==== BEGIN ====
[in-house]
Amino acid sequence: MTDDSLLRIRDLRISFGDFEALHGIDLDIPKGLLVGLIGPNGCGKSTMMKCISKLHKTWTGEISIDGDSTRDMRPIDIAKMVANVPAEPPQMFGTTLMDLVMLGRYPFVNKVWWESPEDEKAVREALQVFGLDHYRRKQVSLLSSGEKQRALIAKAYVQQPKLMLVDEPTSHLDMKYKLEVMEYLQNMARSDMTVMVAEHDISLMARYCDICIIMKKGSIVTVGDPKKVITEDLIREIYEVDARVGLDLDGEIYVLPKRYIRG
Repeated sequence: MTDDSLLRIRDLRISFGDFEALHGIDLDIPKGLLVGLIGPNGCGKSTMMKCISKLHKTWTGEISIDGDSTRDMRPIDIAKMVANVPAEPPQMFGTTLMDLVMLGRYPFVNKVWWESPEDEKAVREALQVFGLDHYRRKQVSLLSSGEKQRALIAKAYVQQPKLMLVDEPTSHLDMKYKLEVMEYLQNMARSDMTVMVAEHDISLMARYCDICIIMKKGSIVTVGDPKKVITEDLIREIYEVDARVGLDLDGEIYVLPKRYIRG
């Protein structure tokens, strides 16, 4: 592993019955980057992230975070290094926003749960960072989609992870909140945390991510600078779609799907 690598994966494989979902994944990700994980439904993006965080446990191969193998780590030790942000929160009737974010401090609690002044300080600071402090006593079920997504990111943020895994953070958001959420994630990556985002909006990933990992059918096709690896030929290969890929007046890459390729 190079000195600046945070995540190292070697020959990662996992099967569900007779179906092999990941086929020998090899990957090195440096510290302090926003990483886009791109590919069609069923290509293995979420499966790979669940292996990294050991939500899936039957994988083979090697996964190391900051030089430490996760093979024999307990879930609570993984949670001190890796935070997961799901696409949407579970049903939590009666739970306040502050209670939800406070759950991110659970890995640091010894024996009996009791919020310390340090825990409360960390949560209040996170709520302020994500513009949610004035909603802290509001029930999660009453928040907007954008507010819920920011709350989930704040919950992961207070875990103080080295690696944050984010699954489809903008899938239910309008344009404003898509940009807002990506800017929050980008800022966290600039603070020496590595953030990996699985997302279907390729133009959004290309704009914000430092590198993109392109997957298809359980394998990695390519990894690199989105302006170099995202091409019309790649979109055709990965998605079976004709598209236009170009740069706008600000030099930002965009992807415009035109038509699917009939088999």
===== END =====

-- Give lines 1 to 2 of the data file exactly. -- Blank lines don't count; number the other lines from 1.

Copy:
[in-house]
Amino acid sequence: MTDDSLLRIRDLRISFGDFEALHGIDLDIPKGLLVGLIGPNGCGKSTMMKCISKLHKTWTGEISIDGDSTRDMRPIDIAKMVANVPAEPPQMFGTTLMDLVMLGRYPFVNKVWWESPEDEKAVREALQVFGLDHYRRKQVSLLSSGEKQRALIAKAYVQQPKLMLVDEPTSHLDMKYKLEVMEYLQNMARSDMTVMVAEHDISLMARYCDICIIMKKGSIVTVGDPKKVITEDLIREIYEVDARVGLDLDGEIYVLPKRYIRG